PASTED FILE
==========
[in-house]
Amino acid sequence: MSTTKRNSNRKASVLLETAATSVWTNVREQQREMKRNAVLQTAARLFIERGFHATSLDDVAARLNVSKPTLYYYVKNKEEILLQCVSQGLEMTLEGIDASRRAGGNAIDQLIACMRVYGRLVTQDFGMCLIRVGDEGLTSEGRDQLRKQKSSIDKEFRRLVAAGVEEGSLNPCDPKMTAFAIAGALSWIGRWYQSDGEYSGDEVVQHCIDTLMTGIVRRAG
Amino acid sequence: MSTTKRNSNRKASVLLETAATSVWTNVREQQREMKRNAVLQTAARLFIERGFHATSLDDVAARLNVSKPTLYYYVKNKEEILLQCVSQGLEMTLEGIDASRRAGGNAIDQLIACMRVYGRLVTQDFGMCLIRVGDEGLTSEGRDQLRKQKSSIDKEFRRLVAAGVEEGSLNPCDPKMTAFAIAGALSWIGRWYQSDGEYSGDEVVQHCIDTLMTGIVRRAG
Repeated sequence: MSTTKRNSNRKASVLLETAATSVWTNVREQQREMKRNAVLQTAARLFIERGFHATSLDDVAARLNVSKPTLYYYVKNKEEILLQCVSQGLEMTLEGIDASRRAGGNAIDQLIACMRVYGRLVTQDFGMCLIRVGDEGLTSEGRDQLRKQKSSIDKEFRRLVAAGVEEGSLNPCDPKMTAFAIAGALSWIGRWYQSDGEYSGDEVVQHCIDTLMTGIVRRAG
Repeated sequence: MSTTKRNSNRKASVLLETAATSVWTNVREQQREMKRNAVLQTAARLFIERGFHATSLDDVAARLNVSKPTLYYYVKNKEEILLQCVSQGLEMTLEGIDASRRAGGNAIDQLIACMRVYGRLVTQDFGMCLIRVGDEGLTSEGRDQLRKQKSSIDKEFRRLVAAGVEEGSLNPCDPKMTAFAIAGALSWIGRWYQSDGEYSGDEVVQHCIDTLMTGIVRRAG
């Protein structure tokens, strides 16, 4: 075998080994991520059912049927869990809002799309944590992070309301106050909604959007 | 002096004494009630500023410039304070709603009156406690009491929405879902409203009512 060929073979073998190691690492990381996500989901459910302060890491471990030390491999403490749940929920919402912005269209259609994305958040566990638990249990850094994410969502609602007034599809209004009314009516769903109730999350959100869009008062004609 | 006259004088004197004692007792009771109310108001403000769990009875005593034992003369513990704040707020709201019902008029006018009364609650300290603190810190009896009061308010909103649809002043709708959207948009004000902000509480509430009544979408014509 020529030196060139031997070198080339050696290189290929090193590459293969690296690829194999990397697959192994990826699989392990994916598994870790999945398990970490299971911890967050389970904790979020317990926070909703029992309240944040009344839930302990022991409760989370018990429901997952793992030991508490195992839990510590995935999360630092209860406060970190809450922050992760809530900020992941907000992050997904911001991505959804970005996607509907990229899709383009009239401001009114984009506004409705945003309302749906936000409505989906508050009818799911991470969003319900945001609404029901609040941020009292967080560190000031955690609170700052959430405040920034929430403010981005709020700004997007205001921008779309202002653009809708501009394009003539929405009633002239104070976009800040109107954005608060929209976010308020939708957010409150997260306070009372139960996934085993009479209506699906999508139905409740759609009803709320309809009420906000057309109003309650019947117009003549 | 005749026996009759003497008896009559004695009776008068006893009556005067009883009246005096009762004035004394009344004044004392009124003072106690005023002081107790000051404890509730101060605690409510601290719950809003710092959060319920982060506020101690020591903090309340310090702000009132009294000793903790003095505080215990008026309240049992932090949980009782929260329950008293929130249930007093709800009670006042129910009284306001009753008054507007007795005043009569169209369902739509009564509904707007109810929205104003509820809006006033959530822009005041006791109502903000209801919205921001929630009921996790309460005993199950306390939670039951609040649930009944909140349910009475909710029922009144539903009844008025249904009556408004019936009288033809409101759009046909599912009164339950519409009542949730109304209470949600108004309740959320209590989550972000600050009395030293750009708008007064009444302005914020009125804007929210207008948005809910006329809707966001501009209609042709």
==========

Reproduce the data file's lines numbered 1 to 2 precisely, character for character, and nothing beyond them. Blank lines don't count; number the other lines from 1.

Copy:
[in-house]
Amino acid sequence: MSTTKRNSNRKASVLLETAATSVWTNVREQQREMKRNAVLQTAARLFIERGFHATSLDDVAARLNVSKPTLYYYVKNKEEILLQCVSQGLEMTLEGIDASRRAGGNAIDQLIACMRVYGRLVTQDFGMCLIRVGDEGLTSEGRDQLRKQKSSIDKEFRRLVAAGVEEGSLNPCDPKMTAFAIAGALSWIGRWYQSDGEYSGDEVVQHCIDTLMTGIVRRAG